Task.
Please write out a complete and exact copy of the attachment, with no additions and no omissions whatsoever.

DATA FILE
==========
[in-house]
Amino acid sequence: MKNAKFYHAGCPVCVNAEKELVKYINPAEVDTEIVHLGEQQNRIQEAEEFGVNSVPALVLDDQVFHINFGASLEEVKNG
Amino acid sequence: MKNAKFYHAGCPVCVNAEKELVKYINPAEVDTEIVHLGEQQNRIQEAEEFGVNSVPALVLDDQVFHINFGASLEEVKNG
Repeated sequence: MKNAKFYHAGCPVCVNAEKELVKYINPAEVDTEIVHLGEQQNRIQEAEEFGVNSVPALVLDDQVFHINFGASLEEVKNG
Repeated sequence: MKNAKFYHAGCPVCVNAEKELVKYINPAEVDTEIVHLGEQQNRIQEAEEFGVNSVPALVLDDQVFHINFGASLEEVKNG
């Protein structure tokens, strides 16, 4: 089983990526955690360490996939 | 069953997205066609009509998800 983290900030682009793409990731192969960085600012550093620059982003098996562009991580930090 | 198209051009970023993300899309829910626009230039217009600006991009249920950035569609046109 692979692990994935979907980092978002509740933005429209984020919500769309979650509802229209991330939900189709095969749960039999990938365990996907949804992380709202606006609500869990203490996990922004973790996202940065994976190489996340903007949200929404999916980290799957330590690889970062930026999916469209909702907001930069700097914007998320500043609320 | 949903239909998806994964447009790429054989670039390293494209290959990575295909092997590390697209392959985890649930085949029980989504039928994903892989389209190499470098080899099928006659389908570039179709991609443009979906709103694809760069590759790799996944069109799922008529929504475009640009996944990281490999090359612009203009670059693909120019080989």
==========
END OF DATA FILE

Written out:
[in-house]
Amino acid sequence: MKNAKFYHAGCPVCVNAEKELVKYINPAEVDTEIVHLGEQQNRIQEAEEFGVNSVPALVLDDQVFHINFGASLEEVKNG
Amino acid sequence: MKNAKFYHAGCPVCVNAEKELVKYINPAEVDTEIVHLGEQQNRIQEAEEFGVNSVPALVLDDQVFHINFGASLEEVKNG
Repeated sequence: MKNAKFYHAGCPVCVNAEKELVKYINPAEVDTEIVHLGEQQNRIQEAEEFGVNSVPALVLDDQVFHINFGASLEEVKNG
Repeated sequence: MKNAKFYHAGCPVCVNAEKELVKYINPAEVDTEIVHLGEQQNRIQEAEEFGVNSVPALVLDDQVFHINFGASLEEVKNG
């Protein structure tokens, strides 16, 4: 089983990526955690360490996939 | 069953997205066609009509998800 983290900030682009793409990731192969960085600012550093620059982003098996562009991580930090 | 198209051009970023993300899309829910626009230039217009600006991009249920950035569609046109 692979692990994935979907980092978002509740933005429209984020919500769309979650509802229209991330939900189709095969749960039999990938365990996907949804992380709202606006609500869990203490996990922004973790996202940065994976190489996340903007949200929404999916980290799957330590690889970062930026999916469209909702907001930069700097914007998320500043609320 | 949903239909998806994964447009790429054989670039390293494209290959990575295909092997590390697209392959985890649930085949029980989504039928994903892989389209190499470098080899099928006659389908570039179709991609443009979906709103694809760069590759790799996944069109799922008529929504475009640009996944990281490999090359612009203009670059693909120019080989």